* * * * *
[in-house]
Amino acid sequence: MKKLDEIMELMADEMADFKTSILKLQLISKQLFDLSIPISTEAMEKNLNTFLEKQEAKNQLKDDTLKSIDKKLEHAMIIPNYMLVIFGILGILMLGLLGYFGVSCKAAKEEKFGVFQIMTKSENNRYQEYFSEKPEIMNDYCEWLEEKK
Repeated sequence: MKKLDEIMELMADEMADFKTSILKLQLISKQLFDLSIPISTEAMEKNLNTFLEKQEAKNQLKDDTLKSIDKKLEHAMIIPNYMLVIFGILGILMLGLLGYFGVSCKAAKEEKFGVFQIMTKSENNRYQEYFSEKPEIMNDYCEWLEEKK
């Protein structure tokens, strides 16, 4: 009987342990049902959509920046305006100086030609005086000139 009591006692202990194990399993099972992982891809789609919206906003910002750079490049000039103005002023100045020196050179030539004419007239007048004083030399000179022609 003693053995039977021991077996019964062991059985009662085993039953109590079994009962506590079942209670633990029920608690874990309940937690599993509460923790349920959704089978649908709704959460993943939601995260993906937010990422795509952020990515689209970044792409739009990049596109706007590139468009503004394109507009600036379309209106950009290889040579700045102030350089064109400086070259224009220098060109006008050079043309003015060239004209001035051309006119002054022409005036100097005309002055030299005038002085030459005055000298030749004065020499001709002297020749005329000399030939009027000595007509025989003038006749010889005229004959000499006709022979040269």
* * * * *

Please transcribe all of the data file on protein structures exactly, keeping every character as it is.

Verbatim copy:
[in-house]
Amino acid sequence: MKKLDEIMELMADEMADFKTSILKLQLISKQLFDLSIPISTEAMEKNLNTFLEKQEAKNQLKDDTLKSIDKKLEHAMIIPNYMLVIFGILGILMLGLLGYFGVSCKAAKEEKFGVFQIMTKSENNRYQEYFSEKPEIMNDYCEWLEEKK
Repeated sequence: MKKLDEIMELMADEMADFKTSILKLQLISKQLFDLSIPISTEAMEKNLNTFLEKQEAKNQLKDDTLKSIDKKLEHAMIIPNYMLVIFGILGILMLGLLGYFGVSCKAAKEEKFGVFQIMTKSENNRYQEYFSEKPEIMNDYCEWLEEKK
């Protein structure tokens, strides 16, 4: 009987342990049902959509920046305006100086030609005086000139 009591006692202990194990399993099972992982891809789609919206906003910002750079490049000039103005002023100045020196050179030539004419007239007048004083030399000179022609 003693053995039977021991077996019964062991059985009662085993039953109590079994009962506590079942209670633990029920608690874990309940937690599993509460923790349920959704089978649908709704959460993943939601995260993906937010990422795509952020990515689209970044792409739009990049596109706007590139468009503004394109507009600036379309209106950009290889040579700045102030350089064109400086070259224009220098060109006008050079043309003015060239004209001035051309006119002054022409005036100097005309002055030299005038002085030459005055000298030749004065020499001709002297020749005329000399030939009027000595007509025989003038006749010889005229004959000499006709022979040269």